Well, while dietetics is certainly not my forte (my personal food pyramid more closely resembles the figure of a snowman), I knew that food should be rather substantial to get more for our budget and keep those eating the food fuller for longer. This opened a discussion with my daughter about the food we eat and what it does for our bodies at an obvious toddler-like level, yet I’m not sure if I would have done so with her being so young without this teachable moment presenting itself. 

Use of Toddler Time

As I mentioned earlier, I was skeptical of my idea from the get-go because of my daughter’s age. Some things I considered, which I think made a huge difference, were her ability to make decisions, the time we utilized together, and her role in the whole ordeal. 

Although we made some better food choices after a little conversation, I still allowed her to have a choice. For example, would we do canned tuna or individually packaged tuna? (This also opened up dialogue for tools needed to make various foods, like a can opener.) Which jar of peanut butter do we want to buy: the one with the red cap or the one with the blue cap? At first, I was worried these “choices” were not enough, but eventually, it was evident these options gave her enough sense of control to keep her engaged in our mission.

Similarly, I noticed she felt the same way about the tasks she was given. When we checked out, I let her put all the items on the belt, which differs from our usual grocery trips. The pride she felt was beaming as she placed each item – yes, one… by… one… two days before Thanksgiving (insert sweating emoji face here) – on the belt in front of the fellow shoppers behind her. As for donating the items, I purposely picked Free Food Boxes because I knew she’d be able to place each item in the boxes. To my surprise, she also enjoyed “spotting” the boxes once we parked near each one, and although I already knew where they were located, I played along because her celebratory cheers brought us both joy. Sure, we could have gone to a local food pantry, and one day, we might still do that; however, for now, this seemed like the best option for my child to help out at this chapter in her life.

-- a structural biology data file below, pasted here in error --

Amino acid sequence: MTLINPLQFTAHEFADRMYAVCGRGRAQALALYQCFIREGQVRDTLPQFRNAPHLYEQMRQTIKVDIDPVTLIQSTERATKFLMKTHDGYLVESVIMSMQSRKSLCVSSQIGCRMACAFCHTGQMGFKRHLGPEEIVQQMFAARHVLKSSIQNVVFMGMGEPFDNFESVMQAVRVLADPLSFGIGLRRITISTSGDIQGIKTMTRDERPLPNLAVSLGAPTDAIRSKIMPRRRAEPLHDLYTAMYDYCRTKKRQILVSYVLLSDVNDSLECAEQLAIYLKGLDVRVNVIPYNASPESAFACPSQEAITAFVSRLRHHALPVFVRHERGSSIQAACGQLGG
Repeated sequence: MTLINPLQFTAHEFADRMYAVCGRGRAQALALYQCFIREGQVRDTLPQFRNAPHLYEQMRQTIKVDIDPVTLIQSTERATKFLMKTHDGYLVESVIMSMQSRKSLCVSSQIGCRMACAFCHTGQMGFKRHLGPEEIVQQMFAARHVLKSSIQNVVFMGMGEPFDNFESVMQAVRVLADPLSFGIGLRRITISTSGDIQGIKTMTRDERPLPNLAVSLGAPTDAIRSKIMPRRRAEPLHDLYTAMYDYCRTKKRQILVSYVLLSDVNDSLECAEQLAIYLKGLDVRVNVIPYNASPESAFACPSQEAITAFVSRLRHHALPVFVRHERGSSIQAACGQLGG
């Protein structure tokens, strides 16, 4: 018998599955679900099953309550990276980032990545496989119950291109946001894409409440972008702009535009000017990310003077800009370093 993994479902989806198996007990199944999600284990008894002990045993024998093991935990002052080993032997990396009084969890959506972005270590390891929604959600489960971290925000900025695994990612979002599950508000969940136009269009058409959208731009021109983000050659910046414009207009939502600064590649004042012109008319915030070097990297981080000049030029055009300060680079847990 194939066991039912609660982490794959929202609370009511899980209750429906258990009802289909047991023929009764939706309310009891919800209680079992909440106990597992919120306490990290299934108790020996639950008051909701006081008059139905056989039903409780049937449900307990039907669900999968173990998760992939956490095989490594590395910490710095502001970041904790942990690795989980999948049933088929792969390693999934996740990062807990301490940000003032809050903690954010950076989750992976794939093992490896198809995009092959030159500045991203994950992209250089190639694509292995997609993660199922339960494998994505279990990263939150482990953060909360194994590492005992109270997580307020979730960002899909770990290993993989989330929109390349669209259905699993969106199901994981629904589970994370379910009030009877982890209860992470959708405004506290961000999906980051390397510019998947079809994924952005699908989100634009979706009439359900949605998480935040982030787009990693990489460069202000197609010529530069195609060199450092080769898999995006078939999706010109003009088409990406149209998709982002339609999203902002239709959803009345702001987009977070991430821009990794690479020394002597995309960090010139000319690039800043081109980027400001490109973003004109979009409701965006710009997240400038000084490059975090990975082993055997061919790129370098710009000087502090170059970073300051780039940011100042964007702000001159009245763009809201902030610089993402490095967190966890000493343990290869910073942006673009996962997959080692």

Before I knew it, our trunk was empty, and my girl was fading fast back in her car seat. Ah, yes, almost naptime, I thought. Our whole adventure took a mere couple of hours, yet she still reflects on the experience here about a week later. It warmed my heart to share this moment with my daughter and allowed me to realize that toddlers can do and understand so much more than we give them credit for sometimes. What I thought was going to be an outing doomed with tantrums and disengagement ended up being one of the best experiences I have had thus far with my daughter. We both learned a lot, and I do not doubt that this will be a tradition we continue (and adjust as she gets older) for years to come. 

(It’s not lost on me that those who lack basic necessities need these items all year round, not just around the holidays. If you’d like more information on how to help, here is an Indianapolis Moms post about where to donate items and a list of Indiana food banks.)